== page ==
We have seen, in the case of Israel, a people in spiritual weakness and in spiritual immaturity, behaving like irresponsible children. Look at them down there around the calf - just like a lot of irresponsible children. And here, in the letter to the Hebrews, it is like that. Everything had been done for them, and they had come into the good of that which was provided in the High Priestly work of Christ, which is much spoken of here in the immediate context. They were Christians, that is, they were the Lord's people, but they were in terrible spiritual limitation and weakness and childishness, just as those people were when Moses came down from the mount. 'Gird every man his sword upon his thigh'. "The word of God is... sharper than any two-edged sword".
Let us go on, for what we have at the beginning of chapter 6 of this letter to the Hebrews is all of a piece: "Wherefore let us... press on unto full growth". Now between that and chapter 4 you have chapter 5, verses 12 and 13: "For when by reason of the time ye ought to be teachers, ye have need again that some one teach you the rudiments of the first principles of the oracles of God; and are become such as have need of milk, and not of solid food. For every one that partaketh of milk is without experience of the word" - "the word of God is... sharper than any two-edged sword, and piercing even to the dividing of soul and spirit" - "without experience of the word of righteousness, for he is a babe. But solid food is for fullgrown men, even those who by reason of use have their senses exercised to discern good and evil."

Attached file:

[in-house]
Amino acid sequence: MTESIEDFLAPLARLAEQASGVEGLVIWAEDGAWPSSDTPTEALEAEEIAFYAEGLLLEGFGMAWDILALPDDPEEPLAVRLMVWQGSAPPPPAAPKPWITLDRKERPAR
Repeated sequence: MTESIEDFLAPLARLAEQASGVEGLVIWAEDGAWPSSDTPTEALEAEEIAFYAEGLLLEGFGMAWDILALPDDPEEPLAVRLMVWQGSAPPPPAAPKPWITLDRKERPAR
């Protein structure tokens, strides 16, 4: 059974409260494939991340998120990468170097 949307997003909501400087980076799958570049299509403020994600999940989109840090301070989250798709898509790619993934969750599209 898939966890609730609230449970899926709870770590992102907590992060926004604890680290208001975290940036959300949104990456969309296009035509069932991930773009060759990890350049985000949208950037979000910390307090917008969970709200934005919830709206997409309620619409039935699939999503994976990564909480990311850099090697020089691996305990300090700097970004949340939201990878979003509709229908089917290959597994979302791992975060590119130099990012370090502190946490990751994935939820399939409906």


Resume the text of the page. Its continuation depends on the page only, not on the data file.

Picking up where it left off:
'Let us go on to full growth'. On the one side immaturity, spiritual infancy, irresponsibility, and all the marks of childhood. On the other hand, full growth. What is the way out of spiritual childishness and immaturity and feebleness, and all that goes with it - out of that into full growth? We have it in chapter 4, verse 12: the sword of the word - the word of the Cross - dividing between soul and spirit. It is the word of the Cross that makes this cleavage. Spiritual infants live in their souls. And what is the soul? It is just the sum of our senses, our natural senses, our feelings, our natural seeing, our natural judgment; the way we approach, apprehend and react to things naturally, even as Christians.